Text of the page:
Turkish President Recep Tayyip Erdoğan slammed the United States in comments published by local media Sunday and said that Washington should choose between Turkey and the Kurdish Democratic Union Party, or PYD, the Associated Press (AP) reported Monday.

Erdoğan made the comments after U.S. President Barack Obama's envoy Brett McGurk visited the northern Syrian town of Kobani, controlled by the PYD’s military wing Kurdish People's Protection Units (YPG). Ankara considers PYD a terrorist group because it is affiliated to the outlawed Kurdistan Workers' Party, or PKK, which has begun an armed insurgency in Turkey. The PKK is also blacklisted by most of the international community. The YPG, with support from U.S.-led airstrikes, drove back the Islamic State group (ISIS) from the city a year ago, the AP reported

The PYD has been excluded from the new Syria peace talks being arranged by the United Nations in Geneva after Ankara threatened that it would boycott the talks if the political party attended.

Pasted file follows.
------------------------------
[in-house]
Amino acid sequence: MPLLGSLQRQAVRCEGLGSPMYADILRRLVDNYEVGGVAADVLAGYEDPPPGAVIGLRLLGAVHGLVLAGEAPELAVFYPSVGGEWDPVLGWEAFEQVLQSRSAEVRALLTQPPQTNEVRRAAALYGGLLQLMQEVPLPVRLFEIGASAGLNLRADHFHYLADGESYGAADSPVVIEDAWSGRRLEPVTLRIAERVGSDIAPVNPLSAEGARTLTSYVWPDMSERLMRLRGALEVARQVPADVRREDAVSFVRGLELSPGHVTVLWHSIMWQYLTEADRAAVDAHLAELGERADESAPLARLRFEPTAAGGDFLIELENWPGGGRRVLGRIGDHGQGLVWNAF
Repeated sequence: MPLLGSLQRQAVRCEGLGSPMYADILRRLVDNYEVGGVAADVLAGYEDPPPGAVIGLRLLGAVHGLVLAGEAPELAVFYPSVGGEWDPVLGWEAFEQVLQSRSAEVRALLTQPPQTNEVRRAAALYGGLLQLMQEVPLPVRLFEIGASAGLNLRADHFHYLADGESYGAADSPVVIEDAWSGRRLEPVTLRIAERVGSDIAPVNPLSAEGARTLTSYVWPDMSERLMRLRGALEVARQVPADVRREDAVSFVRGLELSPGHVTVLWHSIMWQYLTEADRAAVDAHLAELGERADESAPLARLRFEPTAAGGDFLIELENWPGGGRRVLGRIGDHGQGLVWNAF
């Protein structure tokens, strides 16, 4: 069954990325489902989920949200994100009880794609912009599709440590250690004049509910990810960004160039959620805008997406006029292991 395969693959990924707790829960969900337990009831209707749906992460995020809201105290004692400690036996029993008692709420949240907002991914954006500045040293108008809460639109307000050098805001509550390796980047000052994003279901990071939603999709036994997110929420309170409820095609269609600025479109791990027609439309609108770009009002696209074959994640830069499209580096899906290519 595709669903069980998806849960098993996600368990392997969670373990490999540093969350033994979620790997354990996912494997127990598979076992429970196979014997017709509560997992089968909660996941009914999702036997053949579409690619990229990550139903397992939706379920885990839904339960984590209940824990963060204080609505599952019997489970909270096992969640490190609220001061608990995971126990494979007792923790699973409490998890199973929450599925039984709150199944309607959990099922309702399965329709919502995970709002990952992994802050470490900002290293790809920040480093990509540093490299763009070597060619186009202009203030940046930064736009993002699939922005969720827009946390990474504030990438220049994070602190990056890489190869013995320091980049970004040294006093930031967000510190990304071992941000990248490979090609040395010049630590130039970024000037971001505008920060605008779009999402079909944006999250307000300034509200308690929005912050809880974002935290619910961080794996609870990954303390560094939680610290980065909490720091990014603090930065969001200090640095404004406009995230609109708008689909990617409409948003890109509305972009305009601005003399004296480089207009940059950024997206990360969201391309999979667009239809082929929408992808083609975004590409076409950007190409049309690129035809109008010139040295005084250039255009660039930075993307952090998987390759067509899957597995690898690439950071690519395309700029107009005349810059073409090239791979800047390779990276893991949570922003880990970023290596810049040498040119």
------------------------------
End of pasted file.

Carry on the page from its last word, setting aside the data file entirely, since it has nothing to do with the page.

McGurk and an American delegation visited Kobani last week and met the members of the YPG.

“He visits Kobani at the time of the Geneva talks and is awarded a plaque by a so-called YPG general?" Erdoğan told reporters, according to Agence France-Presse (AFP), adding: “Is it me who is your partner or the terrorists in Kobani?”

Erdoğan also reportedly asked: “Do you accept the PKK as a terrorist organization? Then why don't you list the PYD and the YPG as a terrorist organizations, too?”

Ankara is concerned that creating an autonomous Kurdish region in Syria may lead to separatist sentiment in the Kurdish people in Turkey.

McGurk said, according to Turkish newspaper Hurriyet Daily News, that his trip was aimed at reviewing the fight against ISIS, which controls large parts of Iraq and Syria. The U.N. has been urging for negotiations between Syrian President Bashar Assad's government and the opposition forces. The Syrian government confirmed last month that it would participate in the talks, which aim to end the five-year civil war in Syria that has killed over 250,000 people and displaced half the population.